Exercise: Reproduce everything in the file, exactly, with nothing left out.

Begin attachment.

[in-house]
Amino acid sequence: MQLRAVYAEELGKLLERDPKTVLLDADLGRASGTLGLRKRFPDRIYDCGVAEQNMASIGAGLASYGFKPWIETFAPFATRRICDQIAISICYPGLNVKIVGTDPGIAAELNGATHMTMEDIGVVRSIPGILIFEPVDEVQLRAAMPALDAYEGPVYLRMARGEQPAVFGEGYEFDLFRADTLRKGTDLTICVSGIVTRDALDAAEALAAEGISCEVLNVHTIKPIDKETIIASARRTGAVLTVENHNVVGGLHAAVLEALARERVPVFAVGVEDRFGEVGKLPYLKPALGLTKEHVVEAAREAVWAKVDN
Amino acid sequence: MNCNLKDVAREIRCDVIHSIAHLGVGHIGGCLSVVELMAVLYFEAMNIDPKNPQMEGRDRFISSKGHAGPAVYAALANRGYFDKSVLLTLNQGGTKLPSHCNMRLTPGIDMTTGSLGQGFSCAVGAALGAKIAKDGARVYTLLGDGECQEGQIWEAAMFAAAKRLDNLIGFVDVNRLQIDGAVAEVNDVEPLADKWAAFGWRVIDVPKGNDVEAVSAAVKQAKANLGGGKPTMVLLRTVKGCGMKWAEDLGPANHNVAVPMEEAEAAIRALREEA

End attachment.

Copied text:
[in-house]
Amino acid sequence: MQLRAVYAEELGKLLERDPKTVLLDADLGRASGTLGLRKRFPDRIYDCGVAEQNMASIGAGLASYGFKPWIETFAPFATRRICDQIAISICYPGLNVKIVGTDPGIAAELNGATHMTMEDIGVVRSIPGILIFEPVDEVQLRAAMPALDAYEGPVYLRMARGEQPAVFGEGYEFDLFRADTLRKGTDLTICVSGIVTRDALDAAEALAAEGISCEVLNVHTIKPIDKETIIASARRTGAVLTVENHNVVGGLHAAVLEALARERVPVFAVGVEDRFGEVGKLPYLKPALGLTKEHVVEAAREAVWAKVDN
Amino acid sequence: MNCNLKDVAREIRCDVIHSIAHLGVGHIGGCLSVVELMAVLYFEAMNIDPKNPQMEGRDRFISSKGHAGPAVYAALANRGYFDKSVLLTLNQGGTKLPSHCNMRLTPGIDMTTGSLGQGFSCAVGAALGAKIAKDGARVYTLLGDGECQEGQIWEAAMFAAAKRLDNLIGFVDVNRLQIDGAVAEVNDVEPLADKWAAFGWRVIDVPKGNDVEAVSAAVKQAKANLGGGKPTMVLLRTVKGCGMKWAEDLGPANHNVAVPMEEAEAAIRALREEA